How many railroad crossings will close for new downtown passenger train service?


By Ann Henson-Feltgen
New downtown passenger train service that will speed users from Orlando to South Florida and back may sound like a tourism dream come true, but there’s a potentially unexpected cost to local residents.

A conservative judge rebukes FBI as he orders it to find and turn over 9/11 documents

U.S. District Judge William J. Zloch

By Dan Christensen and Anthony Summers
Fort Lauderdale U.S. District Judge William J. Zloch has a reputation as a no-nonsense, conservative judge who can be short on patience, but is long on courtroom preparation and does not recoil from speaking his mind. On Friday, after months of legal wrangling, Zloch spoke his mind for the first time on the FBI’s handling of a Freedom of Information lawsuit about 9/11.

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The nation’s state supreme court judges reveal scant financial information


By Reity O’Brien, Kytja Weir and Chris Young
Center for Public Integrity
Last December, the California Supreme Court declined to hear an appeal filed by a couple who had accused financial giant Wells Fargo & Co. of predatory lending. One justice, who owned stock in the bank, recused himself from the case. But Justice Kathryn Werdegar, who owned as much as $1 million of Wells Fargo stock, participated — and shouldn’t have.

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Leisure parks chain looks to buy Miami Seaquarium, South Florida’s iconic attraction


By John Dorschner
The owner of South Florida’s iconic tourist attraction, the Miami Seaquarium, has had “discussions” about selling to a California-based subsidiary of a Spanish parks operator, but said no final deal has been struck.

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The ‘lobbyist’ is dead; Long live the ‘government relations professional’


By Dave Levinthal
Center for Public Integrity
The lobbyist, like Philip Morris, ValuJet and the World Wrestling Federation before him, died today.
He was 150 years old, give or take a decade, the victim of relentless pejorativation and transmogrification. Naysayers who believed he too often abused the right to petition his government for a redress of grievances hastened his demise.

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Two senators short-circuit Legislature’s plan to audit troubled Hallandale Beach CRA

State Sen. Eleanor Sobel, D-Hollywood and State Sen. Oscar Braynon II, D-Miami Gardens

By William Gjebre
A Florida Legislature’s joint auditing committee is dropping its inquiry of Hallandale Beach’s questionable use of local redevelopment funds at the urging of two area state senators, one a long-time acquaintance of Mayor Joy Cooper.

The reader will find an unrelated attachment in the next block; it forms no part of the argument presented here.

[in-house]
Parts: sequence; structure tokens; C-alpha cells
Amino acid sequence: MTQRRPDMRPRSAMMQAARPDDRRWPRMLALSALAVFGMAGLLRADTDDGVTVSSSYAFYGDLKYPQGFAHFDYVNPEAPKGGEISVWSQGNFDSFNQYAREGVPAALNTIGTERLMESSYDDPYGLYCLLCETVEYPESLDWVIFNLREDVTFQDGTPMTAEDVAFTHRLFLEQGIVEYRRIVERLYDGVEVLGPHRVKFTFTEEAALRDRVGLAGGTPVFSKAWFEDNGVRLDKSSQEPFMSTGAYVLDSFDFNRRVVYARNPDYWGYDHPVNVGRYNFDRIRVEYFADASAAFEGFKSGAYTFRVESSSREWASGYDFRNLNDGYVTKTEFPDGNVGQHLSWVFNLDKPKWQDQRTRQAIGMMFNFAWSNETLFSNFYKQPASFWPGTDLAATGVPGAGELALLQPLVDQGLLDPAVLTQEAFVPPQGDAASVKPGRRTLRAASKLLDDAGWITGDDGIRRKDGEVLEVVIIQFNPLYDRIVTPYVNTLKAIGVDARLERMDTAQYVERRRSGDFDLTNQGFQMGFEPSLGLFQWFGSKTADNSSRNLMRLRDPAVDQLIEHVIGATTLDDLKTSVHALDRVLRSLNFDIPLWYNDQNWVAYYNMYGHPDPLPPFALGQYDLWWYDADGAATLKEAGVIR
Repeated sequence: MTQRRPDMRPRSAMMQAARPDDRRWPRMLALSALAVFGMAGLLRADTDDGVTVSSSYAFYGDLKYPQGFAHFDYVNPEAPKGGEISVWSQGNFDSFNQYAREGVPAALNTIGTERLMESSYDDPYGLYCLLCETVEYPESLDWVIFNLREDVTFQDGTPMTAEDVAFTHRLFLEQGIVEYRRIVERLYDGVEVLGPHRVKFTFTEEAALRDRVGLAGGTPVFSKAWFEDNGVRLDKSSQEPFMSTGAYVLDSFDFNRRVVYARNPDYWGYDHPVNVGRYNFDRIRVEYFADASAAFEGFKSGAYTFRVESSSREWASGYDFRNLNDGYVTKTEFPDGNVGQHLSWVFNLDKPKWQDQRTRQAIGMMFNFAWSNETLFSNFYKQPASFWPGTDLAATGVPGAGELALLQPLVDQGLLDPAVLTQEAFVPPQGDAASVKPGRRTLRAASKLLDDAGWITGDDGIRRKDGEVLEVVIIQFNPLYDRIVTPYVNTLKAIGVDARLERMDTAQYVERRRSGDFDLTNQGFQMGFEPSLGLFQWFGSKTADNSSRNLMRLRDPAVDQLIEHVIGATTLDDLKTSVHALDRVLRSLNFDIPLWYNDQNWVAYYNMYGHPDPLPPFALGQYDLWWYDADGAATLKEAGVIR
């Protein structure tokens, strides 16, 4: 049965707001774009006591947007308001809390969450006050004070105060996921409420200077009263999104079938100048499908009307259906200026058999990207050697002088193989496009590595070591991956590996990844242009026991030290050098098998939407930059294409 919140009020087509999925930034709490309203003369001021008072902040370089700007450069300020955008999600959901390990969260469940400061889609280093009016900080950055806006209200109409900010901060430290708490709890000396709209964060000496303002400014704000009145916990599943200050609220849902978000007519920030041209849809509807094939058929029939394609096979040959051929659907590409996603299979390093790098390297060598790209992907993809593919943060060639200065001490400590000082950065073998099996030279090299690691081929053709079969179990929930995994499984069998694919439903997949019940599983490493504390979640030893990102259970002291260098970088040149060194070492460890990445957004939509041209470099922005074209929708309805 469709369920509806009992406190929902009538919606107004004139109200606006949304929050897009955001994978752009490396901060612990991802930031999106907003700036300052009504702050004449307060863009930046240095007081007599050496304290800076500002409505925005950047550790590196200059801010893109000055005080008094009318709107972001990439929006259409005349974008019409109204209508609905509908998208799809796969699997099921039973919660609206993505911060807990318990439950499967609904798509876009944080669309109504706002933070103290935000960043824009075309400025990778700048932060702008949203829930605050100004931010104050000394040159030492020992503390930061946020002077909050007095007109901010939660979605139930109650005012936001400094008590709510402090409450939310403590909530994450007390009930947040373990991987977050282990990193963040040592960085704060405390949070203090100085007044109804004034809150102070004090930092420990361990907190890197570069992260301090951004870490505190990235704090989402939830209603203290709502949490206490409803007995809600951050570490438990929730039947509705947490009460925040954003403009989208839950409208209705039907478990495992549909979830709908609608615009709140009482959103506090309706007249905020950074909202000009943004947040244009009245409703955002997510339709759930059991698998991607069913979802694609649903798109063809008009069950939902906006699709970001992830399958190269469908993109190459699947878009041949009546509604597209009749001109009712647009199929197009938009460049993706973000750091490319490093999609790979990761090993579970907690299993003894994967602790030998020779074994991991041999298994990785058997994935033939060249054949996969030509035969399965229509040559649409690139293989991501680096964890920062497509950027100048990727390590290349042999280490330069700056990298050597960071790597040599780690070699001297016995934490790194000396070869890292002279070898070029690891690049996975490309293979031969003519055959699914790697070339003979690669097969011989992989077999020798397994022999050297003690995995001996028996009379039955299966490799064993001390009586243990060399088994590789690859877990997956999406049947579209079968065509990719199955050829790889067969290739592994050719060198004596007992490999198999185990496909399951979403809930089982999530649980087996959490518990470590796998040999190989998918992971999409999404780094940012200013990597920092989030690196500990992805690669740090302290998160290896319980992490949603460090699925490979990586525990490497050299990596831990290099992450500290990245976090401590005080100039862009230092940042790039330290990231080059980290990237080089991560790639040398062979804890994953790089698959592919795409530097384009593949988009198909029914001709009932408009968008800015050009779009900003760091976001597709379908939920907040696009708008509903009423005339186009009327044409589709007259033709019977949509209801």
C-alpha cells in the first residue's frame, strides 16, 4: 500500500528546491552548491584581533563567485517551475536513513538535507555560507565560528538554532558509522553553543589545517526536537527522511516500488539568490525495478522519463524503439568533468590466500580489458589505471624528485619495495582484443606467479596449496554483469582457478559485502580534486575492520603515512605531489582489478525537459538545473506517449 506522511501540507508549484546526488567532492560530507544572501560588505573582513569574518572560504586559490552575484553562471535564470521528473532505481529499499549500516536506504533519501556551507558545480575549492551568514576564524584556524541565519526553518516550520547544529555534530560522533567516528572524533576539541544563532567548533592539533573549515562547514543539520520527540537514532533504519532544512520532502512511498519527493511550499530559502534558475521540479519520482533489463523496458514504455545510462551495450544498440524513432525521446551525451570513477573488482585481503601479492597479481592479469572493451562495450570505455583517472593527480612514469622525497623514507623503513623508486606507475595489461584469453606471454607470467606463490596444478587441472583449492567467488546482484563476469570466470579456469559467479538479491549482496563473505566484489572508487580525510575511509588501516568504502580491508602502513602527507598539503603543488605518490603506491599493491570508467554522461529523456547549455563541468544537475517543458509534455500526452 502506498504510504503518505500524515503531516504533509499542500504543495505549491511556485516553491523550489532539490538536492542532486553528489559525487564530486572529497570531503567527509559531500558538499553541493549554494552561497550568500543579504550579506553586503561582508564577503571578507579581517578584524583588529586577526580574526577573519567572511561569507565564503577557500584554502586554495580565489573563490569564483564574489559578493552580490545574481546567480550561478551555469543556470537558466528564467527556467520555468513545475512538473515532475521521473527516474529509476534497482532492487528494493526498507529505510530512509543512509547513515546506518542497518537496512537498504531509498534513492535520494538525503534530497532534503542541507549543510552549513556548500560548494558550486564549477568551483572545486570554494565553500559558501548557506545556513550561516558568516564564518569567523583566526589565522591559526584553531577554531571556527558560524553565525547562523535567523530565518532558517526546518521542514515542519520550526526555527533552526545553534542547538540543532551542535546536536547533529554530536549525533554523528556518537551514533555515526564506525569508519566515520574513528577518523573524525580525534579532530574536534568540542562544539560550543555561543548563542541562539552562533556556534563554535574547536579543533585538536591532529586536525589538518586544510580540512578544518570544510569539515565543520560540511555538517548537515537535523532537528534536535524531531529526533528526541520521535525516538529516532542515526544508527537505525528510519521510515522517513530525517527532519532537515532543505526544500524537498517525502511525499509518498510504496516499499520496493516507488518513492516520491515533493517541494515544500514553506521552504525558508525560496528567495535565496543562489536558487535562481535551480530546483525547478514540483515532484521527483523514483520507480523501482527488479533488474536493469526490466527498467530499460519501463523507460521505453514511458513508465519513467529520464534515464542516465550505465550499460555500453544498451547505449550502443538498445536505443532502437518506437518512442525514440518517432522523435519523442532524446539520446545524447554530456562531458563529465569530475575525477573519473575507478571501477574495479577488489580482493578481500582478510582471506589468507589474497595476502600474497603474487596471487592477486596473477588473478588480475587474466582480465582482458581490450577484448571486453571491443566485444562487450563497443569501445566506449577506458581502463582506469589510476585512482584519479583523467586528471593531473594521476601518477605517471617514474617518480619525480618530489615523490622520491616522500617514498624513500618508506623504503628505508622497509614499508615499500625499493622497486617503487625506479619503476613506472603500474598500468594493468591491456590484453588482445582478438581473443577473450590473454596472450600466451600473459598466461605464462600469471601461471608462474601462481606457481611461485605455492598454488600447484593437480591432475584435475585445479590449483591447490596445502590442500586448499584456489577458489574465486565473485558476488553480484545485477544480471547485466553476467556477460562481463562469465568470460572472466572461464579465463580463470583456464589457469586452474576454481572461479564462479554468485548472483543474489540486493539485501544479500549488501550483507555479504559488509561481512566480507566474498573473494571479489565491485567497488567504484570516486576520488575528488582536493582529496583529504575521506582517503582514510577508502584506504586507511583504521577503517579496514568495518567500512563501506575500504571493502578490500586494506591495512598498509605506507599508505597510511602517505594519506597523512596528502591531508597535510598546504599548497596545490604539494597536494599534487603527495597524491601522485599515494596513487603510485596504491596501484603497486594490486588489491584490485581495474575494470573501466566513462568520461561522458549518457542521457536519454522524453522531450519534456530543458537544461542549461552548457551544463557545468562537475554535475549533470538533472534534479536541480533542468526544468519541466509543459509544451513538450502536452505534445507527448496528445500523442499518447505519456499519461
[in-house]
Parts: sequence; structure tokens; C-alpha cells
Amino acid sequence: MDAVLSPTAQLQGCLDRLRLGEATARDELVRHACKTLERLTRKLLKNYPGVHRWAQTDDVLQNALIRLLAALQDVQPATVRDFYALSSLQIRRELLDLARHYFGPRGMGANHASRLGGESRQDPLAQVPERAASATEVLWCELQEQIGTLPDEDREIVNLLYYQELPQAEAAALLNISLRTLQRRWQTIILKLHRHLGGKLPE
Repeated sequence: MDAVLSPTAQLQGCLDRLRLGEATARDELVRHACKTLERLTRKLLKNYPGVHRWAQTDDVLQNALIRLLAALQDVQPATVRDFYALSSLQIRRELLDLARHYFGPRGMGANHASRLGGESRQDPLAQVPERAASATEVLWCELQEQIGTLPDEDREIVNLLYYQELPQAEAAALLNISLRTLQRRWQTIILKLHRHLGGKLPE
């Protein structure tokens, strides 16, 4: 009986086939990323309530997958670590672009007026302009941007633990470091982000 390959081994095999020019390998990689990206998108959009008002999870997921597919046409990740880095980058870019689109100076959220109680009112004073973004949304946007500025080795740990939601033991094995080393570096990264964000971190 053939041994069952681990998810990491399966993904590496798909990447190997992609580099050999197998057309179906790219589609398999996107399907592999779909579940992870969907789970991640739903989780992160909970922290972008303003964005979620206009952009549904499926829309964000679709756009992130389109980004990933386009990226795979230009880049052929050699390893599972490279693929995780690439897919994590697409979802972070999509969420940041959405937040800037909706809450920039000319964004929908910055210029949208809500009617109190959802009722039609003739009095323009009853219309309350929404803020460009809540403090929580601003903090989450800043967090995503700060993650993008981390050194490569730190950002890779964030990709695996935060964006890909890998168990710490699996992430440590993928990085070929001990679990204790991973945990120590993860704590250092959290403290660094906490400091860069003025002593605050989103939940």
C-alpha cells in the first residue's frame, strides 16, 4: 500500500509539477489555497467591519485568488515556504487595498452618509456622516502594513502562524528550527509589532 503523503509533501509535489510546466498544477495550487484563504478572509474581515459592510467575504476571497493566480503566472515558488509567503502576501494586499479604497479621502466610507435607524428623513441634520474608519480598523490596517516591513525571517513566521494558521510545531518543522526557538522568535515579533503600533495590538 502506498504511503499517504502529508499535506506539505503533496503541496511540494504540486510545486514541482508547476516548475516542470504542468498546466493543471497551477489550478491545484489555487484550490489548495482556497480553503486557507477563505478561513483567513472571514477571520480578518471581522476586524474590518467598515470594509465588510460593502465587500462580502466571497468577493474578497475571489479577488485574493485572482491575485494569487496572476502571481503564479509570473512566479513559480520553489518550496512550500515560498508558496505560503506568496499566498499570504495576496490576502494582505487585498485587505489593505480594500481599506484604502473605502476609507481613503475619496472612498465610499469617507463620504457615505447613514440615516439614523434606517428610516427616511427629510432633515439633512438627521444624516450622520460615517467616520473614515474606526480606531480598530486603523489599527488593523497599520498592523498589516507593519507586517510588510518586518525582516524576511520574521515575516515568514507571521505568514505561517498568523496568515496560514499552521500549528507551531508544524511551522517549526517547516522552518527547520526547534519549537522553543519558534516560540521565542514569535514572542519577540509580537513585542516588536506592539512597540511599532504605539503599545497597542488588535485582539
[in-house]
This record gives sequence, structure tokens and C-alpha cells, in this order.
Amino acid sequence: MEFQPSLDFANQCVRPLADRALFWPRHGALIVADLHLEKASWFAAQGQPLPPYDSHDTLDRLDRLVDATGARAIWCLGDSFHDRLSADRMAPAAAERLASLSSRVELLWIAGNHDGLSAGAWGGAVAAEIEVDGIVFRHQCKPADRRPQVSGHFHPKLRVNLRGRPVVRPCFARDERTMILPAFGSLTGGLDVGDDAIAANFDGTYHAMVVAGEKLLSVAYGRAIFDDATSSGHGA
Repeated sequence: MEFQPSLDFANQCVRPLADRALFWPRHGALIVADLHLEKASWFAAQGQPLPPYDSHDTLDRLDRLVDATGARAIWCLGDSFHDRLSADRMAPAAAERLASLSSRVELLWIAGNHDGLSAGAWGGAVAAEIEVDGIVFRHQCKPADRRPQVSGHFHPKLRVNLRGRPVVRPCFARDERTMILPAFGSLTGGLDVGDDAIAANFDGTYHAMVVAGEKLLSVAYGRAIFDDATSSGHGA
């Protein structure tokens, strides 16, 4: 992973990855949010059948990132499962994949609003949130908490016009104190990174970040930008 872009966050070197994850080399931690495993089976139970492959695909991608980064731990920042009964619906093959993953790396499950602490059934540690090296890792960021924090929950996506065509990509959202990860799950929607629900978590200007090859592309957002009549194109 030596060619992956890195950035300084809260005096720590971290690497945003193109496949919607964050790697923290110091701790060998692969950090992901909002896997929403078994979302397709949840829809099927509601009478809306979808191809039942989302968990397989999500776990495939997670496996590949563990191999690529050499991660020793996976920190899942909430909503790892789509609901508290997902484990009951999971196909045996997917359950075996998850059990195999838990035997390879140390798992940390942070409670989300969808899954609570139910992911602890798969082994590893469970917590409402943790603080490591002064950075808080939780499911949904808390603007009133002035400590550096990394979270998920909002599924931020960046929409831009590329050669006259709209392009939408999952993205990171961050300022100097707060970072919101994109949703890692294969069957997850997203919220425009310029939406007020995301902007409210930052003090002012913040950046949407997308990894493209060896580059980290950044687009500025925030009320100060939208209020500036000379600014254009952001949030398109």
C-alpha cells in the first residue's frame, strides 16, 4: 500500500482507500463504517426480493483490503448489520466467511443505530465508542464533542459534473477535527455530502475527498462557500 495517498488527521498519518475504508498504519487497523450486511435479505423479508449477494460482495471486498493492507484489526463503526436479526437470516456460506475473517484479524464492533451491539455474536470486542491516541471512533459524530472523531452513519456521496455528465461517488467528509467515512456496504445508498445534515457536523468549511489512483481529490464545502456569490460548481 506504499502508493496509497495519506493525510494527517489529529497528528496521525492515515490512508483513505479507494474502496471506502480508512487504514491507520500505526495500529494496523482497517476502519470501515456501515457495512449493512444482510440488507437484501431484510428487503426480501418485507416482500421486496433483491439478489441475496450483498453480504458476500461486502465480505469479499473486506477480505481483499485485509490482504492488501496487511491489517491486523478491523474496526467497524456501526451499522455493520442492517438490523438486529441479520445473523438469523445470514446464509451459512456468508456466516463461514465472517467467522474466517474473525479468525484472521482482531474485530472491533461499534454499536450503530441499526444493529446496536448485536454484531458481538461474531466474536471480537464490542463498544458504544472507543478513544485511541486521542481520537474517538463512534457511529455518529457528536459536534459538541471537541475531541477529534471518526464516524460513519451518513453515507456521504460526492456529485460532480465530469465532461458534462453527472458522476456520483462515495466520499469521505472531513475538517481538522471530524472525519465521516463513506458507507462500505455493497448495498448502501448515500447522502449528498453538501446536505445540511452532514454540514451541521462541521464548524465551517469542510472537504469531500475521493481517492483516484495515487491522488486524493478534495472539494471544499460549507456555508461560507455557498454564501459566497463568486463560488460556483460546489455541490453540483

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Push against offshore secrecy an uphill battle

President Barack Obama and Prime Minister David Cameron of the United Kingdom talk in the Oval Office before their meeting in March 2012. (Official White House Photo by Pete Souza)

By Michael Hudson
Center for Public Integrity
Offshore tax havens are under attack again in the wake of scandal. Britain has vowed to lift secrecy covering the Cayman Islands and other financial sanctuaries under its flag. France’s president has promised to “eradicate” tax havens. Will this time be different?

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Star of Oscar-winning film about dolphin hunting cast in long-running Broward civil action

Ric O'Barry

By William Hladky
Six years after it began, a sprawling civil action targeting the Miami-based star of an Academy Award-winning documentary about dolphin hunting in Japan drags on in Broward Circuit Court with no end in sight.

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Koch-backed nonprofit spent record cash in 2012

Billionaire David Koch speaks at a 2013 Americans for Prosperity Foundation event.

By Michael Beckel
Center for Public Integrity
Americans for Prosperity — the main political arm of billionaire industrialist brothers Charles and David Koch — spent a staggering $122 million last year as it unsuccessfully attempted to defeat President Barack Obama and congressional Democrats, according to a Center for Public Integrity review of documents.

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A Miami police informant, a prophetic racist and fresh questions about JFK’s death

President Kennedy and First Lady Jacqueline Kennedy on Nov. 22, 1963

By Dan Christensen
At 94, former Miami Beach mayor and still active Miami-Dade Senior Judge Seymour Gelber is among the few who remember Miami police informant No. 88, Willie Augustus Somersett. Somersett has been dead 43 years. But in the half-century of assassination lore that’s grown up around the murder of President John F. Kennedy, Somersett has attained a kind of immortality as the man who heard about it first.

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Loyal Obama supporters, canceled by Obamacare


By Charles Ornstein
San Francisco architect Lee Hammack says he and his wife, JoEllen Brothers, are “cradle Democrats.” They have donated to the liberal group Organizing for America and worked the phone banks a year ago for President Obama’s re-election. Now, their insurance company has told them their plan is being canceled due to Obamacare.

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